There is a common assumption that the Republicans nominate the candidate who is "next in line." By any important metric, that candidate is Rick Santorum. In the 2012 GOP nomination contest, he got the second-highest number of delegates (267). He got the second-highest number of votes in primaries (3.9 million). He also led Romney in national polls for a time in February 2012.
And yet he has not scored well enough in the polls to make tonight's prime-time debate. He is laying off staff, and shows no signs of resurgence.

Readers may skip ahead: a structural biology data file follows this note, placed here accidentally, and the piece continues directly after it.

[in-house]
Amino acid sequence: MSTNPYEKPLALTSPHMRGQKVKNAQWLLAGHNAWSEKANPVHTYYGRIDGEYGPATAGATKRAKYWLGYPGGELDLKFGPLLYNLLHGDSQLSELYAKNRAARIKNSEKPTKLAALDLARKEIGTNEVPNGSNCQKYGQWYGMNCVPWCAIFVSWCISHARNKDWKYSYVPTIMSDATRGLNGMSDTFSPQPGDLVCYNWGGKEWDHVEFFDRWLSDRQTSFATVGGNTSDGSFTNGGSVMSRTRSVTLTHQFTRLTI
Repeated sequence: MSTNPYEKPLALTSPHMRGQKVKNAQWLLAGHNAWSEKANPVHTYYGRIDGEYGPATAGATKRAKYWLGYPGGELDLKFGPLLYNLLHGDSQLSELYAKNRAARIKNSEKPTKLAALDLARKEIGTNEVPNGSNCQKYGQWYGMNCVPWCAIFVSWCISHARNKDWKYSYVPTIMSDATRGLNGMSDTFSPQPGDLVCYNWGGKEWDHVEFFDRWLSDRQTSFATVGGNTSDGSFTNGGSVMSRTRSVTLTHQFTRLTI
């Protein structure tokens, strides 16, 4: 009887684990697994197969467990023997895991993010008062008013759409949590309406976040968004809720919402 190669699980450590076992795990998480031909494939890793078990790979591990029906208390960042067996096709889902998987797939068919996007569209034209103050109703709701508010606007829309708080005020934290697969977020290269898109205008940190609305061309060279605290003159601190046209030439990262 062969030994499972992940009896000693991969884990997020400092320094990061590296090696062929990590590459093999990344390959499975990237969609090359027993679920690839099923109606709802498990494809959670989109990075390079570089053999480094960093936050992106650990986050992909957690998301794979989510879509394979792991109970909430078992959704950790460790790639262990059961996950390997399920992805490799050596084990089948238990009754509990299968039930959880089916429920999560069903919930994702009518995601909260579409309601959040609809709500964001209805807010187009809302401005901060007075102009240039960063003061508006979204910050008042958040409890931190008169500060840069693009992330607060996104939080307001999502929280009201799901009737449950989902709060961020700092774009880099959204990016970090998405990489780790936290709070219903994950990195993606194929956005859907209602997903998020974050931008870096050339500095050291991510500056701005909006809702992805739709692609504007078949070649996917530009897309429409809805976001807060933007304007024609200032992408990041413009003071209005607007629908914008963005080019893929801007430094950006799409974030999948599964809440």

Let us bury the "next in line" theory. It rests on half a dozen examples, which hardly make for an iron law. As we point out in After Hope and Change, the "next in line" candidate for the 2000 nomination was Steve Forbes, who had scored surprisingly well four years earlier but who could not even come close to George W. Bush. In 2012, the Republican who was next in line was arguably Mike Huckabee, who had won more delegates than Romney in 2008. He did not even bother to run.